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I've heard various rumors that dogs might help keep bears away, or might be a bear attractant. Is there anything more concrete than anecdotal evidence to go on?

From the companionship end, they are a net positive, helping to calm your nerves when you hear a strange noise (though it can be disturbing when they start growling at some unseen / unheard shadow in the night).

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4 Answers 4

up vote 12 down vote accepted

Keep your dog on a leash.

According the the scouts, dogs are a bad idea in bear country.

Leave your dog at home. A dog often infuriates a bear and may come running back to you with the bear in pursuit!

New Hampshire department of wildlife agrees that, while small, the primary risk is that your dog agitates a bear then runs to you for protection with the bear in pursuit.

Denali National Park, with similar advice

Dogs can sometimes keep bears away from a camp, but very often, a dog initially chases a bear and then the bear chases the dog right back to the camp. Dogs may also harass a bear unnecessarily or pique a bear's curiosity. Dogs must be kept on a leash while in the park and are not allowed on trails, in the backcountry, or left unattended at any time.

There are more than a few bear attacks where a bear has attacked a person after chasing a dog to that person, even in suburban neighborhoods. So this is not "well it's not likely but just in case advice". Conversely there are virtually no reports of dogs saving their owners from bears. Usually it's the owner having to save the dog.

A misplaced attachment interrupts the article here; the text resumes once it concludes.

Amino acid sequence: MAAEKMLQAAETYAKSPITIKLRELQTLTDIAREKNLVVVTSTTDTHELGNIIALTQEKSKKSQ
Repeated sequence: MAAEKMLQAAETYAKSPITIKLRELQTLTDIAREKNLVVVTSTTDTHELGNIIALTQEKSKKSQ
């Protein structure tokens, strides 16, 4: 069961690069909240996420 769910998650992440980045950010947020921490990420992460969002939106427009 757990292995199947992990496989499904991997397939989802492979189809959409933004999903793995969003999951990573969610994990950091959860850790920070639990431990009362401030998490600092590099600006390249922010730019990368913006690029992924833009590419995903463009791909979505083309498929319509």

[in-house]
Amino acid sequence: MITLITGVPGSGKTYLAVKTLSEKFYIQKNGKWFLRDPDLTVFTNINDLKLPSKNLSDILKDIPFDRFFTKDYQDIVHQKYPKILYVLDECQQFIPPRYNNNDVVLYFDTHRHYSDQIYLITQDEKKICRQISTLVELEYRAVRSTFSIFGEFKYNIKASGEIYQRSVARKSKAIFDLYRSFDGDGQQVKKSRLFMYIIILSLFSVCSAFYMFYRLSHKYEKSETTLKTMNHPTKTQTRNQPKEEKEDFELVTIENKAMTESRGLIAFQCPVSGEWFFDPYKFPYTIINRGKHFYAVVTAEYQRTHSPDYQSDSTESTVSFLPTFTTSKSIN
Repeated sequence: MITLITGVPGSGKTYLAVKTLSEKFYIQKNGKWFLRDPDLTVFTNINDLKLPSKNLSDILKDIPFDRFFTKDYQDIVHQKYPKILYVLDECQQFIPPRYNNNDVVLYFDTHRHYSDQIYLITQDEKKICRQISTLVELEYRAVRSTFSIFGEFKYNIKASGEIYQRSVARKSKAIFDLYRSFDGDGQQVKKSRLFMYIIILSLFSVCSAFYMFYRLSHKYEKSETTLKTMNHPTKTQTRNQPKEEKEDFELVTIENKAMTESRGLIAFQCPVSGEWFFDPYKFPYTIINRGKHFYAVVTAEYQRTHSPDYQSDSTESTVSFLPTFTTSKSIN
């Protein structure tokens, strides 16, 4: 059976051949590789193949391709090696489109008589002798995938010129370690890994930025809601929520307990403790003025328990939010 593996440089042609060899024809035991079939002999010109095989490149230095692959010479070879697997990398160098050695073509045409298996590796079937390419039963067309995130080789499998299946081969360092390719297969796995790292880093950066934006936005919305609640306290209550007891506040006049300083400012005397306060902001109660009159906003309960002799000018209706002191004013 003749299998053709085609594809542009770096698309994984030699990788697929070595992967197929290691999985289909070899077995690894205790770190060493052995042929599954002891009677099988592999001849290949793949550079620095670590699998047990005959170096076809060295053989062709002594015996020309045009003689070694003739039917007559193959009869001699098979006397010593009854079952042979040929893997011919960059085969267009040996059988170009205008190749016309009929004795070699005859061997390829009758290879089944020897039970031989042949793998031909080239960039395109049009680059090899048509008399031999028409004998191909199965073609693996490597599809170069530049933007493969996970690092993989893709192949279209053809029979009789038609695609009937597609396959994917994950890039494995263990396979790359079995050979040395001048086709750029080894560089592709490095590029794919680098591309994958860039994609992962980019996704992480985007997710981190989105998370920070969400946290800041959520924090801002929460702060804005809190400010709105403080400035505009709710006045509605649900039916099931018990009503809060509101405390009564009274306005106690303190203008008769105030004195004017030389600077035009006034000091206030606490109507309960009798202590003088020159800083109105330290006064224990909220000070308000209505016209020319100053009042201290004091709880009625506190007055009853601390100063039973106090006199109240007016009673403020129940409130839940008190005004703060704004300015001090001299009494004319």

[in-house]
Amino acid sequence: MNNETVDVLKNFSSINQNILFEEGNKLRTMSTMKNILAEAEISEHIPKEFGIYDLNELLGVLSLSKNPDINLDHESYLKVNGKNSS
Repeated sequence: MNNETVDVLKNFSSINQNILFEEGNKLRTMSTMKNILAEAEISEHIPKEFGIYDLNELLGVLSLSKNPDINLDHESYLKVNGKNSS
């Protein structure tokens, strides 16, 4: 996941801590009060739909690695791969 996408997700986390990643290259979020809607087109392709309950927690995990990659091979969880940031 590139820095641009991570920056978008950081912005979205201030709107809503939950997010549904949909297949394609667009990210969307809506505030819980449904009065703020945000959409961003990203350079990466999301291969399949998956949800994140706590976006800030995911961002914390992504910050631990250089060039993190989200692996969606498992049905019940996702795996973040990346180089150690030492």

It's very clear that a free running dog in bear country will increase your risk of hostile bear encounters.

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Accepting this answer since it is the only one with any "authority" behind it - though I would still prefer something showing statistical significance (ie, a list of %bear attacks with dogs involved vs. % of people hiking in bear country with dogs...) –  LBell Mar 12 '12 at 12:25
    
I've actually heard stories from residents of how their dog saved them... But they're rare and probably over glorified. –  Nisan.H Sep 14 '13 at 3:43

I know this is an old thread, but...

Live in the Ozark National Forest. Specifically where the game office drop off bears that are written off as "trouble makes" caught near residences.

Last March I was charged by a rather large, male, black bear...the only thing that saved my bacon was a dog named Doo. Not "Scooby-Doo", but "Doo". Then there are the dozen or so encounters where the bears came into my yard that Doo ran up a tree. Then there was the time a bear busted out two of my windows. Bears here are not afraid of people.

Long story short...a dog is a must. If you walk in brown/griz country...I'd take at least three. Don't have to be big dogs. Funny thing is...black bears can count. They tend to think twice with one dog, but two dogs....they will take cover rather than advance. Three dogs...no worries.

Half guard dog and half hound is a good bet. Best of both worlds without them straying too much. With that said you don't want the "half-hound" to be red-bone, blue-tick or anyother hound adept at running 20 miles a day. You will loose them in short order. A mild hound like a "water-dog" (lab/weimeraner) mixed in with a BIG guard dog (mastiff/dane).